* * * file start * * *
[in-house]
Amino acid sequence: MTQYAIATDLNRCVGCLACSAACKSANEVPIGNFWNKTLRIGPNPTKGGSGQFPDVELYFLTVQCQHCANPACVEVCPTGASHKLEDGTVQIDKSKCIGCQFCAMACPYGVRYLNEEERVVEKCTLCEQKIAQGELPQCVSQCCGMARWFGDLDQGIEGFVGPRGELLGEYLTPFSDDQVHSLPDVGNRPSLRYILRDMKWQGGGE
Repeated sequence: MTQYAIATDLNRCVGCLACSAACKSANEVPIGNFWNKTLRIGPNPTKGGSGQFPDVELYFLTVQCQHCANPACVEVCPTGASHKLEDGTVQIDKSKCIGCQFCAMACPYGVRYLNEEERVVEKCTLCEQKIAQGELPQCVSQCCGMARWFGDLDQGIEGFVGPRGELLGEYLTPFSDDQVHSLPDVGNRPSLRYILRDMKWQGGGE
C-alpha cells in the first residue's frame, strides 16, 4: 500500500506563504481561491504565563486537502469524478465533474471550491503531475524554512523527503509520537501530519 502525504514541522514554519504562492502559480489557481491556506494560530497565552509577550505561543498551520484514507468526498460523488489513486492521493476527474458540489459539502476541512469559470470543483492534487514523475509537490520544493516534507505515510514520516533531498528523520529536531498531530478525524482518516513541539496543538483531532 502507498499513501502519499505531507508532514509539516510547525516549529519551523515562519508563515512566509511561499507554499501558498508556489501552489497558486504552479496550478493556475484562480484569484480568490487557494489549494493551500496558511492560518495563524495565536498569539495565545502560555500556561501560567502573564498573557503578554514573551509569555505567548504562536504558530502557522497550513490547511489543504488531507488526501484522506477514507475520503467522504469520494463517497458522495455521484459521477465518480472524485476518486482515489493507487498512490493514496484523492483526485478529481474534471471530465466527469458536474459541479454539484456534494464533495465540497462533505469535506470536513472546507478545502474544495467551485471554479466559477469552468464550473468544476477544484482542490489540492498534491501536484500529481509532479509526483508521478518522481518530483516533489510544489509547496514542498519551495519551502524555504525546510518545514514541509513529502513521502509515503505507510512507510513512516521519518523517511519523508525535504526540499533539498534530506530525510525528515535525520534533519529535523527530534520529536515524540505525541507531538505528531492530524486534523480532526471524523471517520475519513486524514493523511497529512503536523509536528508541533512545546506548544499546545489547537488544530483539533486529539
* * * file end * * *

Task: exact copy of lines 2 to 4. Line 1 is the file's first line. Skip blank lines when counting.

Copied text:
Amino acid sequence: MTQYAIATDLNRCVGCLACSAACKSANEVPIGNFWNKTLRIGPNPTKGGSGQFPDVELYFLTVQCQHCANPACVEVCPTGASHKLEDGTVQIDKSKCIGCQFCAMACPYGVRYLNEEERVVEKCTLCEQKIAQGELPQCVSQCCGMARWFGDLDQGIEGFVGPRGELLGEYLTPFSDDQVHSLPDVGNRPSLRYILRDMKWQGGGE
Repeated sequence: MTQYAIATDLNRCVGCLACSAACKSANEVPIGNFWNKTLRIGPNPTKGGSGQFPDVELYFLTVQCQHCANPACVEVCPTGASHKLEDGTVQIDKSKCIGCQFCAMACPYGVRYLNEEERVVEKCTLCEQKIAQGELPQCVSQCCGMARWFGDLDQGIEGFVGPRGELLGEYLTPFSDDQVHSLPDVGNRPSLRYILRDMKWQGGGE
C-alpha cells in the first residue's frame, strides 16, 4: 500500500506563504481561491504565563486537502469524478465533474471550491503531475524554512523527503509520537501530519 502525504514541522514554519504562492502559480489557481491556506494560530497565552509577550505561543498551520484514507468526498460523488489513486492521493476527474458540489459539502476541512469559470470543483492534487514523475509537490520544493516534507505515510514520516533531498528523520529536531498531530478525524482518516513541539496543538483531532 502507498499513501502519499505531507508532514509539516510547525516549529519551523515562519508563515512566509511561499507554499501558498508556489501552489497558486504552479496550478493556475484562480484569484480568490487557494489549494493551500496558511492560518495563524495565536498569539495565545502560555500556561501560567502573564498573557503578554514573551509569555505567548504562536504558530502557522497550513490547511489543504488531507488526501484522506477514507475520503467522504469520494463517497458522495455521484459521477465518480472524485476518486482515489493507487498512490493514496484523492483526485478529481474534471471530465466527469458536474459541479454539484456534494464533495465540497462533505469535506470536513472546507478545502474544495467551485471554479466559477469552468464550473468544476477544484482542490489540492498534491501536484500529481509532479509526483508521478518522481518530483516533489510544489509547496514542498519551495519551502524555504525546510518545514514541509513529502513521502509515503505507510512507510513512516521519518523517511519523508525535504526540499533539498534530506530525510525528515535525520534533519529535523527530534520529536515524540505525541507531538505528531492530524486534523480532526471524523471517520475519513486524514493523511497529512503536523509536528508541533512545546506548544499546545489547537488544530483539533486529539